How to enhance a static site with pjax and the responseType XHR2 attribute

In this post, we'll study how to progressively enhance a static website (e.g. generated using a SSG like jekyll or wintersmith) by using pjax (HTML5 pushState + AJAX) and responseType (an attribute introduced by XHR2) in 40 lines of vanilla JavaScript.

Introduction

Pjax allows you to progressively enhance a site by loading new content via AJAX requests and updating the browser's URL and history when a user clicks on a link.

The responseType attribute lets you specify the response format of a XHR request. It can be one of the following:

  • arrayBuffer
  • blob
  • document
  • json

The responseType attribute

We'll focus on the document responseType. This will set the response type to be a document object rather than just plain text:

var xhr = new XMLHttpRequest();
xhr.responseType = 'document';

xhr.open('GET', '/');
xhr.onload = function() {
  var title = this.response.querySelector('title');

  console.log(title.textContent);
};

xhr.send();

Copy this example in your dev tools console. This should output:

Alex Normand - Adventures in HTML5, CSS3, JavaScript and the open Web.

You can use this.response the exact same way you would use window.document This is really powerful as you can basically use the xhr's response to replace any DOM node.

var xhr = new XMLHttpRequest();
xhr.responseType = 'document';

xhr.open('GET', '/');
xhr.onload = function() {
  var responseMain = this.response.querySelector('#main');
  var currentMain  = document.querySelector('#main');

  currentMain.parentNode.replaceChild(responseMain, currentMain);
};

xhr.send();

Copy this example in your dev tools, and see what happens then hit your browser's refresh button. The content of the webpage was replaced by the response content. However the browser's URL remained unchanged, this is where history.pushState comes in.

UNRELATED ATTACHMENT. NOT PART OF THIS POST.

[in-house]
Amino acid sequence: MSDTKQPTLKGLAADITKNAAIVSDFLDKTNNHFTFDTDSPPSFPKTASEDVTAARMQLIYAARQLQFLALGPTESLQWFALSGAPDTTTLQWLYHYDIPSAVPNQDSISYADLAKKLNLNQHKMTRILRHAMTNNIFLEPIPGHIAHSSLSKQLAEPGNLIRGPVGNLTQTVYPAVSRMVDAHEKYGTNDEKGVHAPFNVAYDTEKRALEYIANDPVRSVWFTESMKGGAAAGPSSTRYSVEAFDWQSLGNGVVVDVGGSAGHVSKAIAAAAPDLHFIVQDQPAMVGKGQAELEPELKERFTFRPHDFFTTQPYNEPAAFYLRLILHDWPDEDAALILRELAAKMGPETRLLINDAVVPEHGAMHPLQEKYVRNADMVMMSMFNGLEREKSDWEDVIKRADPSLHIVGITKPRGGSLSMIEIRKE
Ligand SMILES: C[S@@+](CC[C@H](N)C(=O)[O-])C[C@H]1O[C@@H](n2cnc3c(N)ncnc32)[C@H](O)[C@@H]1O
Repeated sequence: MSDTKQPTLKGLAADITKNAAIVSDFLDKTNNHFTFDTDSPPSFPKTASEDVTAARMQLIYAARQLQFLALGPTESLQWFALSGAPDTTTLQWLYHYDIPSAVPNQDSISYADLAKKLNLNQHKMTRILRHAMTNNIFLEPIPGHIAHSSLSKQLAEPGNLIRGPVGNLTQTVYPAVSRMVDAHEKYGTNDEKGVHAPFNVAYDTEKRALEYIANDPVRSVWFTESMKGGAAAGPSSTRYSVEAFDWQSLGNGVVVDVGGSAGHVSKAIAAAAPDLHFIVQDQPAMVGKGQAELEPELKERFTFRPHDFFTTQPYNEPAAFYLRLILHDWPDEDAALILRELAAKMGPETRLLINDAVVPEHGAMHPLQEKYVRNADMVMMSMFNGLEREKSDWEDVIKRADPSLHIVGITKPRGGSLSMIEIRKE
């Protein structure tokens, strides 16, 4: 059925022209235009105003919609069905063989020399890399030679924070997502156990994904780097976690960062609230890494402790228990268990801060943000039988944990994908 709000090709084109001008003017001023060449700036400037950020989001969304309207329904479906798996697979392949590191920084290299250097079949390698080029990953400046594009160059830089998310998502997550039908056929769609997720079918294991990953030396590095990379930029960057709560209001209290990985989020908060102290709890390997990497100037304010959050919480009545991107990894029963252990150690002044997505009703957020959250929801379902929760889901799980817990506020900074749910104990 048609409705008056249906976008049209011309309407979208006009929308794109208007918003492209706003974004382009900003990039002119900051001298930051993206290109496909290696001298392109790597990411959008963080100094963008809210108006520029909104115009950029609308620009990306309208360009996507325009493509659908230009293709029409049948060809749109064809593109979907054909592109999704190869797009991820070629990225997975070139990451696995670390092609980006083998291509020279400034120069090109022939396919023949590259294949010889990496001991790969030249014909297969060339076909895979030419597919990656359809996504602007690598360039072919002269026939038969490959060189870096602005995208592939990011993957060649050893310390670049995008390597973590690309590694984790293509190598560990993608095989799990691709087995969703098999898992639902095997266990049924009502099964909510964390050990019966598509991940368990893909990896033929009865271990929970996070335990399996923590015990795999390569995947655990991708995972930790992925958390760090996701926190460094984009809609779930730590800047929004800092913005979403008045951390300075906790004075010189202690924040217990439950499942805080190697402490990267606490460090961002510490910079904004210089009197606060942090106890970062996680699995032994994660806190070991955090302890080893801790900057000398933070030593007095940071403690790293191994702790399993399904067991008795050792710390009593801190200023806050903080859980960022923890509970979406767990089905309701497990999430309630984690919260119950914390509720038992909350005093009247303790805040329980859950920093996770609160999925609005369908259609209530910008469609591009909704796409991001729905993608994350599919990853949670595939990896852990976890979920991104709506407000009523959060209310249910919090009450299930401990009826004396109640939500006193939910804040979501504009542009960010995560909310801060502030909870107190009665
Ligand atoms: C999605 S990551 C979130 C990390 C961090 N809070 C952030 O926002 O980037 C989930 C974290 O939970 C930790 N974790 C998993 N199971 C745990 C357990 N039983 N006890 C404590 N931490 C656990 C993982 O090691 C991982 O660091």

history.pushState

var xhr = new XMLHttpRequest();
xhr.responseType = 'document';

xhr.open('GET', '/');
xhr.onload = function() {
  var responseMain = this.response.querySelector('#main');
  var currentMain  = document.querySelector('#main');

  currentMain.parentNode.replaceChild(responseMain, currentMain);

  history.pushState(null, null, '/');
};

xhr.send();

history.pushState(null, null, '/') pushes '/' onto the session history and updates the browser's URL. We also need to add a popstate event handler to deal with the browser's back button click or a call to history.back(). (see demo code below for an example).

Browser support

ResponseType and history.pushState seem really cool, but are they well supported?

Yes definitely! This technique works in all modern browsers and degrades gracefully in older browsers (i.e. IE9 and old android versions).

Demo

To demonstrate how powerful this is, I've written a simple Moby Dick example. The demo uses the combination of responseType="document" and history.pushState as shown above:

(function(){
  var MAIN_CONTENT_SELECTOR = '#main';

  var find = function(selector, context) {
    return (context || document).querySelector(selector);
  };

  var loadChapter = function(url) {
    var xhr = new XMLHttpRequest();

    xhr.open('GET', url);
    xhr.responseType = 'document';

    xhr.onload = function() {
      var newChapter = find(MAIN_CONTENT_SELECTOR, this.response);
      var newTitle = find('title', this.response).textContent;
      var currentChapter = find(MAIN_CONTENT_SELECTOR);

      find('title').textContent = newTitle;

      currentChapter.parentNode.replaceChild(newChapter, currentChapter);
      find('.chapter').classList.add('animated', 'fadeInUpBig');
      window.scrollTo(0, 0);
    };

    xhr.send();
  };

  if (history && history.pushState) {

    find('body').addEventListener('click', function(e) {

      if (e.target.tagName.toLowerCase() === 'a') {
        e.preventDefault();
        loadChapter(e.target.href);
        history.pushState(null, null, e.target.href);
      }
    });

    setTimeout(function() {
      window.onpopstate = function() {
        loadChapter(window.location.href);
      };
    }, 1000);
  }
}())